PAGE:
The loci of student activity which suggest promising ways forward, writes Hattie Hartman
In this, our annual student issue, Sheffield School of Architecture head Fionn Stevenson and professor of sustainable urbanism Irena Bauman forcefully argue that schools of architecture are largely in disavowal of climate change. Indeed, there is a long way to go; yet there are loci of activity which suggest promising ways forward.
The University of Brighton’s Waste House, the brainchild of BBM Sustainable Design’s Duncan Baker-Brown, is one of the more provocative initiatives. On land donated by the university, more than 250 students have participated in building a house almost entirely from salvaged materials. The many learning outcomes range from understanding vapour barriers to getting to grips with the challenges of airtightness. Students spent many hours sealing window joints with used bicycle inner tubes. Those students will begin their professional lives well-equipped for site supervision.
The Scottish Environmental Design Association (SEDA) recently awarded its second annual Krystyna Johnson Award to Edinburgh University student Cameron Bray for a sustainable housing scheme adjacent to the Commonwealth Games Athletes Village, which included provision for residents to grow their own food.
The KJ Award recognises a second-year student project which embodies sustainability and good design. SEDA co-ordinates the judging, in which a second-year tutor from each of the five Scottish schools and a guest school (Sheffield this year) jointly review the projects and nominate one winner/school. This award has two important outcomes: it provides a pretext for tutors to review all second-year output with a sustainable design lens and it promotes exchange between schools on this topic. Winners are invited to present at SEDA’s annual conference, where an overall winner is selected.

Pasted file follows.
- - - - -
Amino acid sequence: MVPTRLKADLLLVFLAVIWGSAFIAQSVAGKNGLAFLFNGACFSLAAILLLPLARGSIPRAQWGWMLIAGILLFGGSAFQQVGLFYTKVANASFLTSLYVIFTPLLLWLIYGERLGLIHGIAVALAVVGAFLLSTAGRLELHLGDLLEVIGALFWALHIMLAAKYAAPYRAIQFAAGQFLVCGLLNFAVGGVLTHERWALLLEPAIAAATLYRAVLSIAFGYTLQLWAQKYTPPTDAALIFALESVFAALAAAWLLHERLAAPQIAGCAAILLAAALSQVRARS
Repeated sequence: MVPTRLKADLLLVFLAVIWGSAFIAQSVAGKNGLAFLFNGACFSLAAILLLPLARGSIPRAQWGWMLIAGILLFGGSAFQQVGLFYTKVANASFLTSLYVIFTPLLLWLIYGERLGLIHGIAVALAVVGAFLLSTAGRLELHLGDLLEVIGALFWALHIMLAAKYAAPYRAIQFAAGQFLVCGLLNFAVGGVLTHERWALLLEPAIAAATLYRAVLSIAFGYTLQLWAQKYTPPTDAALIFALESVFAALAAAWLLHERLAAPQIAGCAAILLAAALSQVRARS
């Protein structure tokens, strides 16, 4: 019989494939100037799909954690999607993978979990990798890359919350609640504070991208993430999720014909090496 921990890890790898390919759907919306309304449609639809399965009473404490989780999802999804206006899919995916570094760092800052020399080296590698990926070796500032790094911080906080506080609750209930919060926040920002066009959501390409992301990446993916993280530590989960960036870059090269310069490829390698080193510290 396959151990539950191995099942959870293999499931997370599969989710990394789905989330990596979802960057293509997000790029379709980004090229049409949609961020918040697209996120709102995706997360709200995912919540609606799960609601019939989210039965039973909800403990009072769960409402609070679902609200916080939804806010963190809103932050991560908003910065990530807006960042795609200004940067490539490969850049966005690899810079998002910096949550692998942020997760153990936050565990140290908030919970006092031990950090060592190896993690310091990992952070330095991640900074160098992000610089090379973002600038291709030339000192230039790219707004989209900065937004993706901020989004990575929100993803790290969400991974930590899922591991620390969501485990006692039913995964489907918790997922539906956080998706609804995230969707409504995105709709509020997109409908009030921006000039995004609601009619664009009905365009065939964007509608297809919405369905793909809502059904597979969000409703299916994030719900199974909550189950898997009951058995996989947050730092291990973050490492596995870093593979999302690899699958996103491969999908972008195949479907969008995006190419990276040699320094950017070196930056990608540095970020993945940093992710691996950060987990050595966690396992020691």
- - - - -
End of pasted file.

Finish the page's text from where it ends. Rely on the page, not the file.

An exhibition and talk will follow at the Lighthouse in Glasgow in November. SEDA chairman Chris Stewart of Collective Architecture explains the rationale behind the award to a second-year student: ‘Students have a grounding in architectural skills and they are still open-minded.’ This highlights the importance of integrating sustainable design teaching in undergraduate courses. The University of Sheffield has recently revised its technology curriculum to integrate green thinking in design projects and introduced a new module on building physics. Sustainability knowledge abounds in postgraduate courses but there is too often a disconnect between postgraduate expertise, faculty research and undergraduate teaching.
While what’s going on in our architecture schools will shape the next generation, this year’s Stirling Prize shortlist is a barometer of British architecture now. And it is encouraging. Of the six projects shortlisted, three are embedded with sustainable thinking (the LSE, Manchester School of Art, and the Everyman Theatre in Liverpool), another two pay it more than lip service (Birmingham Library and The Shard), and only one disappoints (the Olympic Aquatics Centre).
My pick: the LSE, because it drives sustainable design principles home and ingeniously crafts beautiful spaces on a very challenging site. It is proof that outstanding green design can be memorable, good design, too. My runner-up is the Everyman Theatre, where a sustainable brief informed location and massing and many material choices, all elegantly resolved on a tight urban site. But I wouldn’t mind the Shard winning, either.